Growing up in the 90s, I cannot remember a time when technology has not played a part in my life.
From the early days of sitting by the PlayStation to the current day sitting at my desk typing up stories, I guess it’s just something I’ve always taken for granted, never realising the full extent of the control technology can have over a person.
Last week I had a moment that made me realise the pull of technology was stronger than I had anticipated.
As I prepared to make a mad dash to Melbourne for a breakfast date, I quickly gathered enough things to get me by for a couple of days as well as the ever-important laptop to enable some heavy TV show binging during the weekend.
Thirty minutes out of Shepparton, my car’s fuel light signalled the need for an essential stop at the next fuel station.
Rolling in, I thought this was the perfect time to grab out my phone and quickly make sure everything was in order.
Checking the usual spots, I could not locate my mobile.
I’m fairly notorious for misplacing items so I proceeded to pull out the contents of my bags, shaking clothes and checking pockets.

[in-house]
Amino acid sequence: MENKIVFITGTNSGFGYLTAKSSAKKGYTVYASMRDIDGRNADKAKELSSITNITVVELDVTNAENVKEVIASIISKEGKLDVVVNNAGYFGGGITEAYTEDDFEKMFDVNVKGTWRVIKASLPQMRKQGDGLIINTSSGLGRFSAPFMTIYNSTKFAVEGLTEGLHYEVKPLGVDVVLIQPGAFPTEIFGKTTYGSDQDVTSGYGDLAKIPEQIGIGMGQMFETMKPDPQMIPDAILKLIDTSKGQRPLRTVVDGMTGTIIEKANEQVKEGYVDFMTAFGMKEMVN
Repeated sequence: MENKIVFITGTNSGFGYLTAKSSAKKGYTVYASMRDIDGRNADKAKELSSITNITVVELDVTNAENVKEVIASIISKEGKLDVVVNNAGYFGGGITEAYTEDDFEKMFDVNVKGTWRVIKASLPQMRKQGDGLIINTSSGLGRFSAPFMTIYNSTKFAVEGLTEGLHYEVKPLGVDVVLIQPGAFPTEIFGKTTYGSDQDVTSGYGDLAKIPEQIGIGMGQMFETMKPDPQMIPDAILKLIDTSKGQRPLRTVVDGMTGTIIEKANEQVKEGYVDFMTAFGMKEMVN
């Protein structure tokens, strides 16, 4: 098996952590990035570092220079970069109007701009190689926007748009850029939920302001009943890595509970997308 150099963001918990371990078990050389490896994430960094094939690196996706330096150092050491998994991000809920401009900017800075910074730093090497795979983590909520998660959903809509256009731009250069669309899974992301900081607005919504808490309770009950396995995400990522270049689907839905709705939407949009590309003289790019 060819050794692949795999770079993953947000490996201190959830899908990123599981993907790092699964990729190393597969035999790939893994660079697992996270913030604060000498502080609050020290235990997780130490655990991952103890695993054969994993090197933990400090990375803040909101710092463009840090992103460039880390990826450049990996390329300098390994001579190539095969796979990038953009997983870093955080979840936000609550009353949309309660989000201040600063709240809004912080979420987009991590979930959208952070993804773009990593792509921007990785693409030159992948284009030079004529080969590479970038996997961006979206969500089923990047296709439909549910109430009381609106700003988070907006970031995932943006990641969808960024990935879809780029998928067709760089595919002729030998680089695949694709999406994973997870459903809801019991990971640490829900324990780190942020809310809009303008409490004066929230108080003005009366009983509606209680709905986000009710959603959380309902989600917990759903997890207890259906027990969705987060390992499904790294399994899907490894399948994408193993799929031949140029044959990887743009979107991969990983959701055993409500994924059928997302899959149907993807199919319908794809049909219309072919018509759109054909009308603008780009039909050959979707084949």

Still fairly calm, I kept searching but before long it was confirmed this trip would be a mobile-free one.
I never thought of myself as someone with a phone or technology dependency, but I definitely had to revisit this thought when my first post-no-phone realisation was: ‘‘At least I have my laptop’’.
According to figures calculated by AntiSocial, an app developed by Melbourne software company Bugbean, Australian men unlock their phones more than anyone in the world — on average 45 to 46 times a day, and Australian women unlock their phone about 42 times.
It has also been found that young adults can spend as much as roughly one-third of their total waking hours on a mobile device.
It was interesting during the two days that although I definitely thought about my phone and the ease of contacting people, using maps or looking up something on the internet, when I had no choice in the matter it really didn’t bother me.
I honestly enjoyed being a little out of the loop and giving my fingers and eyes a bit of a break.
I also found it beneficial to embrace the freedom and enjoyed thinking about other things, rather than the stimuli from my phone.
I’ve heard wonderful stories recently about people going tech-free in the bedroom or in the morning before work and even tech-free retreats taking place across the country.
Although mine was an accidental detox, it was a real eye-opener and something I’d encourage everyone to try, even if just for an hour or two.
Test yourself and see how much tech dependency may be gripping you.
Ashlea Witoslawski is a News journalist.